Sustainability, But Make It Fashion

Clothing is a worldwide commodity; it is a product that must be manufactured from varying materials in varying ways, and it is generally a sought-after necessity. It’s no surprise that consumerism is a dominating social order held among most cultures; the want for more is intensified and encouraged by suppliers all over the world—but at what cost? Many producers implement specific methods used for expediting mass-manufacturing processes, and the fashion industry is no stranger to said methods. The practice of fast fashion is widespread, and though it may have its benefits, it also has its fair share of environmental and ethical setbacks.

So, what is fast fashion?

Fast fashion is a practice used by retailers to rapidly mass-produce inexpensive clothing that mimics current trends in order to satisfy popular demands. On the surface, it doesn’t seem so bad—consumers are able to purchase up-to-date styles at an affordable price. Trends are always changing, though the producers that integrate this method of manufacturing will surely keep up. Popular retailers that thrive as a result of fast fashion include H&M, Zara, and Urban Outfitters.

How can fast fashion be harmful?

First and foremost, a theme can be spotted throughout brands that embrace fast-fashion methodologies—poor quality pieces. Considering the objective of fast fashion is to produce a lot of clothing in a short amount of time, top-grade resources aren’t going to be used; therefore, clothes purchased through these vendors aren’t going to last but a few years at most (should they be worn an adequate amount)—and they’ll oftentimes end up in the trash. Higher production rates yield higher amounts of waste; if clothes don’t last long due to their cheap quality, then people will inevitably go through more items, resulting in an increase of wasted material. It is suggested that roughly $170 million worth of clothing falls into landfills on a yearly basis. Furthermore, living near landfills can then be hazardous to one’s health as pollutants are emitted into the air and subsequently inhaled.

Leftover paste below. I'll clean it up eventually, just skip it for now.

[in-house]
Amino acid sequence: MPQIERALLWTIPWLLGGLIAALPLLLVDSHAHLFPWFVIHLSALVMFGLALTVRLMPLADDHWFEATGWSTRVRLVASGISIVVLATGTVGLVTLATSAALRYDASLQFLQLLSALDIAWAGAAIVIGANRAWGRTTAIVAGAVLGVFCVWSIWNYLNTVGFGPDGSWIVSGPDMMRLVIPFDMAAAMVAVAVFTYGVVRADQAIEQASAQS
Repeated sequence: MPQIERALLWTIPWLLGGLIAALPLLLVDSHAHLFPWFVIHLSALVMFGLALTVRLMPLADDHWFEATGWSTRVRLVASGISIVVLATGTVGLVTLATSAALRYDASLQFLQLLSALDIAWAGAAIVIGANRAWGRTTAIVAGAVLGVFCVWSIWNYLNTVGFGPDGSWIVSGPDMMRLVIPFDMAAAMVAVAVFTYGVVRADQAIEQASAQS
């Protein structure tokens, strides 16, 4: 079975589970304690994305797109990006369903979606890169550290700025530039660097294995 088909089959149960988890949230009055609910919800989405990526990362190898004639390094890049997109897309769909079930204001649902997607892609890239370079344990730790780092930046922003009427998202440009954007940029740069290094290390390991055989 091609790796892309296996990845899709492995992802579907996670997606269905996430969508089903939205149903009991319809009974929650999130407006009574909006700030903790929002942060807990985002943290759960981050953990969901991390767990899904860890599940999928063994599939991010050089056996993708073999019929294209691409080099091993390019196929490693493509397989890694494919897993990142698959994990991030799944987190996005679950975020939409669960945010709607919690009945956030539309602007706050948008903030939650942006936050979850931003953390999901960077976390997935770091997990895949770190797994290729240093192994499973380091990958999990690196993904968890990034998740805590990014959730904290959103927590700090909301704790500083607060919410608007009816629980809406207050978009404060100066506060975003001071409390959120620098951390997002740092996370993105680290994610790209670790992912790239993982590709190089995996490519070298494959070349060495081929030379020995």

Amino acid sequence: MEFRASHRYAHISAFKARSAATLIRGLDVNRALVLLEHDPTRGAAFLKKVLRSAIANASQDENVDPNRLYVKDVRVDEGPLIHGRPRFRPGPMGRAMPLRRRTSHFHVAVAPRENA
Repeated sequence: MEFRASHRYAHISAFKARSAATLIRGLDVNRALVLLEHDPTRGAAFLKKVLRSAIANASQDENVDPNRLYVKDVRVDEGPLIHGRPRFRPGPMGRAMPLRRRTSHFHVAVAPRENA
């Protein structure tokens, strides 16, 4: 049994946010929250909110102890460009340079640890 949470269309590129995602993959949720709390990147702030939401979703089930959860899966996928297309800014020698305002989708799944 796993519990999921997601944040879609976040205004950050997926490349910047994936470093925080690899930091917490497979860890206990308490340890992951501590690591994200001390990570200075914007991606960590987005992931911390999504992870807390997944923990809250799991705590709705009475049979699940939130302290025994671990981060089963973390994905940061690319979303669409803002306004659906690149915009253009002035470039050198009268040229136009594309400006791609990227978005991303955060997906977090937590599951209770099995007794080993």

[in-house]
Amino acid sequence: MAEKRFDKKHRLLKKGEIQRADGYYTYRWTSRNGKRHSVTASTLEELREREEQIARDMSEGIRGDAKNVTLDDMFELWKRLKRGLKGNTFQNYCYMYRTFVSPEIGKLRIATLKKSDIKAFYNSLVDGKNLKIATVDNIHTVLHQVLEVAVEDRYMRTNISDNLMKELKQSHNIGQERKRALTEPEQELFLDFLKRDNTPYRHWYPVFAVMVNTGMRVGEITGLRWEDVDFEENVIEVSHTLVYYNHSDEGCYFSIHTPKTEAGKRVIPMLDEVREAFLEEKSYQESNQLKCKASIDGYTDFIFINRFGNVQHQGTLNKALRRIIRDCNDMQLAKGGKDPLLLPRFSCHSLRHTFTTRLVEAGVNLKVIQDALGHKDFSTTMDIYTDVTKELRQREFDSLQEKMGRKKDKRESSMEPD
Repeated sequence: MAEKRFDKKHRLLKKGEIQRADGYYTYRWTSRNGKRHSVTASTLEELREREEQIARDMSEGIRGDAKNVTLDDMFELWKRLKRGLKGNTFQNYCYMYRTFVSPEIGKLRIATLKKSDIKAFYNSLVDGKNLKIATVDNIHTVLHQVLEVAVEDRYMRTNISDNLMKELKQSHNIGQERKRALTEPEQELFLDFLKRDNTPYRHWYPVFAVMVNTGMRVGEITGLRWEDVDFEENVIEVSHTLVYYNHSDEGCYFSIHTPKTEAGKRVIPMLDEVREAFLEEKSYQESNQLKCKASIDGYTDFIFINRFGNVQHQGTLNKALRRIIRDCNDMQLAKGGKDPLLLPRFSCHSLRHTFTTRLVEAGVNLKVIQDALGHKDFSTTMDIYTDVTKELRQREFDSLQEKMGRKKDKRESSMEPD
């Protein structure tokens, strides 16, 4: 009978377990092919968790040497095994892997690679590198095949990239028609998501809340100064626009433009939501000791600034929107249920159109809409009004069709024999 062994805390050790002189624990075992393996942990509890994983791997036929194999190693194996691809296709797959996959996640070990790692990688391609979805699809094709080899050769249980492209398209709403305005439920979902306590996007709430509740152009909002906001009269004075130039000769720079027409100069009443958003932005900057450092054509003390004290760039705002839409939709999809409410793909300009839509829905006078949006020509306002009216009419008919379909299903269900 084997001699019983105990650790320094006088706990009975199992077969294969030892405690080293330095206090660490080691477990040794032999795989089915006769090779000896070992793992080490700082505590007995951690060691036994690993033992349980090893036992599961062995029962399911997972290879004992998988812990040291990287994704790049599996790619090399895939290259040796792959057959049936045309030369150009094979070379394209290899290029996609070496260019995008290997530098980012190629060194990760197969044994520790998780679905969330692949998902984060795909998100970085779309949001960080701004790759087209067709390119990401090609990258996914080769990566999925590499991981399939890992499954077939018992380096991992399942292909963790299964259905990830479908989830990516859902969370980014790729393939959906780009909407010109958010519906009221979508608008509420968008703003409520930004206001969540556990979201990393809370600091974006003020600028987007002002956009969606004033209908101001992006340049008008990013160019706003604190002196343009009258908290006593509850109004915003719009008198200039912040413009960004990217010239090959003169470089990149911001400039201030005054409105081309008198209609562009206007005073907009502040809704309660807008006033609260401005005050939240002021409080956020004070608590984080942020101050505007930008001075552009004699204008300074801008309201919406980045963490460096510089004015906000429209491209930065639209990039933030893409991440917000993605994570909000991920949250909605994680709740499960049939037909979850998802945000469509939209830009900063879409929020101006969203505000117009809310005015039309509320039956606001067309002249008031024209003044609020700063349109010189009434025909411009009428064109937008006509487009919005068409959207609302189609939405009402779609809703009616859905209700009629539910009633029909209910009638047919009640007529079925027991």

Alongside copious amounts of waste, the practice of fast fashion relies on exploitation in the workplace. Manufacturing facilities are typically held in underdeveloped regions where labor costs are lower, generating harsh conditions with long hours and little to no compensation. These factors undoubtedly deteriorate the lives of those being exploited—prolonged hours result in high levels of exhaustion and, most likely, less productivity; a hot, cluttered working environment can easily diminish one’s overall health and well-being.

Another jaw-dropping statistic that is often hidden from the public eye is the prevalence of harmful toxins in clothing. According to the Organic Clothing Alliance, harmful chemicals range anywhere from carcinogens (linked to cancer) to polyurethane (associated with bronchitis and asthma) to dioxins (can alter the immune and endocrine systems). Furthermore, it’s claimed that more than ten commonly used chemicals in clothes may have an impact on human reproduction and infertility; if these clothing components can affect the human body in such harrowing ways, there’s no telling what else might suffer as a result.

How can we make a change?

Many initiatives are underway in hopes of eradicating the harmful methods used by an innumerable amount of producers and manufacturers in the fashion industry. Sustainable fashion is more popular than ever—the Ethical Fashion Initiative, for one, aims to connect marginalized craftspeople in more challenging territories with global brands, all the while compensating them fairly. The brands in which they partner with both practice and advocate for sustainability and eco-friendly procedures.

Making small changes can ultimately reap huge rewards for individuals, communities, and the world as a whole. Supporting sustainable fashion initiatives not only contributes to the abolishment of harmful practices, but it also tends to directly benefit the hardworking individuals behind them. Innovation within the fashion industry will need to be supported by consumers, manufacturers and governments for substantial change to occur.

Research is important—as is keeping an open mind. In order to play a part in environmental conservatism, one must be willing to try new ways of doing things. Promoting sustainable fashion is also promoting the welfare of humanity and the way we treat the place we call home. Find further inspiration with eco-conscious blogs such as The Sustainable Edit and Sustainability in Style.


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